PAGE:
Proponents of Measure G cite Class Size Reduction (CSR) as the most significant argument for implementation of a parcel tax. What they downplay, however, is that Pleasanton schools will receive $8.1 million in federal stimulus money to directly offset state cuts to education, prevent layoffs and save CSR.
The federal funding is more than the proposed parcel tax asks, and covers the majority of even the highest district estimates of shortfalls through 2009-10.
In the exercise of its fiduciary duties, the district unwisely negotiated large increases to salary schedules, knowing they were sustainable only with future state cost of living increases and/or enrollment growth. The parcel tax asks for $18 million over four years, $15 million (district figure) of which will be needed to counterbalance the impact of these raises.
It is reasonable to expect future salary increases will occur, and CSR will then face the same danger upon expiration of the proposed parcel tax. Without systemic changes, programs will be sacrificed to pay for raises and the district could find itself in the same dilemma, with a need to renew the parcel tax at greater expense and for a longer period.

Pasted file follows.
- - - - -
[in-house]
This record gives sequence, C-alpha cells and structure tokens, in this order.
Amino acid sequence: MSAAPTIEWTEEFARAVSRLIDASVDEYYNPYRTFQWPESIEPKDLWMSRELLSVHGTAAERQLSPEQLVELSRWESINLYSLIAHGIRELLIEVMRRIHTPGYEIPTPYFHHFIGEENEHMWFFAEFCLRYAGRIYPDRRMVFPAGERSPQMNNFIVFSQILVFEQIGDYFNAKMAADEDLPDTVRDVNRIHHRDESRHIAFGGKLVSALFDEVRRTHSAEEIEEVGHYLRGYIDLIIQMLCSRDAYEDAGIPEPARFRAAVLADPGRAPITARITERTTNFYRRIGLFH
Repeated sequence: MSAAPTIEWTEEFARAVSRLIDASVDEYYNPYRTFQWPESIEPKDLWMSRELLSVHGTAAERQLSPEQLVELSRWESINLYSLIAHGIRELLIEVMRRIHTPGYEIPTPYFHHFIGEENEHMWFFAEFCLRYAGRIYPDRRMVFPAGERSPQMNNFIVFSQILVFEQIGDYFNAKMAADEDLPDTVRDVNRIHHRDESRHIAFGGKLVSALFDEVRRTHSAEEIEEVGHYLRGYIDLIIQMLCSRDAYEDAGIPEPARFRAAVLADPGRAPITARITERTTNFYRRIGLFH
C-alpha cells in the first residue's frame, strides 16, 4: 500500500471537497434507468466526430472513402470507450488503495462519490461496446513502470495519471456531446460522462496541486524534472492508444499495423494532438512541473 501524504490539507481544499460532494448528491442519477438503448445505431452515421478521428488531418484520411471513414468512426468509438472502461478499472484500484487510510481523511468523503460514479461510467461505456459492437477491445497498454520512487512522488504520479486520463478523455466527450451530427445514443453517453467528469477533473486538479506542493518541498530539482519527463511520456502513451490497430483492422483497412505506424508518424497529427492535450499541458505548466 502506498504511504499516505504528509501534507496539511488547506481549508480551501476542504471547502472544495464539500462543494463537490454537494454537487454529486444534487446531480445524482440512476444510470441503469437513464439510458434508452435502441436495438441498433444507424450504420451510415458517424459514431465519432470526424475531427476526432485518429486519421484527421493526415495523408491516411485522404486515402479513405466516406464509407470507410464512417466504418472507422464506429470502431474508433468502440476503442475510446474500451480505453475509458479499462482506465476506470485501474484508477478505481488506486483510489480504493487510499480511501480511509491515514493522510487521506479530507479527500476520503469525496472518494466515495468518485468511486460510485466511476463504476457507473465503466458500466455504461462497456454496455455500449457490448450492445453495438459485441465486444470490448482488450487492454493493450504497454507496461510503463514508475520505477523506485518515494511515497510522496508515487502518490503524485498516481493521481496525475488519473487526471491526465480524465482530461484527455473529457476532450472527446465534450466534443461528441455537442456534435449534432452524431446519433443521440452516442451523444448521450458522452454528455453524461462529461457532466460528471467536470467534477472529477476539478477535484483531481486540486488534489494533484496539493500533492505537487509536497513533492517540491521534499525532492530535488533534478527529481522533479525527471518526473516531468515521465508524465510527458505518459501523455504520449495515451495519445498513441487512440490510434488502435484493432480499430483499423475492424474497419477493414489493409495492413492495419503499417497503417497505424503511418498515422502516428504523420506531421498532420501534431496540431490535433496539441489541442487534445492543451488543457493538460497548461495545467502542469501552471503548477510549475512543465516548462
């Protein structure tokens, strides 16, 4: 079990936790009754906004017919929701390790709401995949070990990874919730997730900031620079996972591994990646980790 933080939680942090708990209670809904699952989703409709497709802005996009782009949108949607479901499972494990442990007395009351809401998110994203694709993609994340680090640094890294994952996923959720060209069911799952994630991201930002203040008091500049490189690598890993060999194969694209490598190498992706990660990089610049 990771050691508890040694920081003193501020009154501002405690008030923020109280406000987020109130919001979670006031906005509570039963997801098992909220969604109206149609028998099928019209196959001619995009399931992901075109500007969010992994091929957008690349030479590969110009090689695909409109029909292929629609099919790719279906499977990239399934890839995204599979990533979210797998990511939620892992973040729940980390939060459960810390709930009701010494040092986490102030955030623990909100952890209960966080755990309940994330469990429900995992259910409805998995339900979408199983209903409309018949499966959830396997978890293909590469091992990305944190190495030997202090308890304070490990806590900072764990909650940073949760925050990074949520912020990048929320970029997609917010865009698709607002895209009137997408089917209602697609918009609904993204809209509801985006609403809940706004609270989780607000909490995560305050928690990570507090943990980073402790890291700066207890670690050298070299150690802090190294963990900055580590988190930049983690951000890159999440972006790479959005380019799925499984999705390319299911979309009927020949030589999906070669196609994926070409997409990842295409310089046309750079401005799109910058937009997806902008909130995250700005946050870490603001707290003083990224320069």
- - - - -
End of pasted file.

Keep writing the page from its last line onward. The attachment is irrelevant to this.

The current system is broken, but the federal infusion of funds allows us time to address the district's budget in depth before we perpetuate the cycle of spend and tax. Homeowners are already working hard to live within their means in this economy. The district should be expected to do the same. Please vote "no" on Measure G.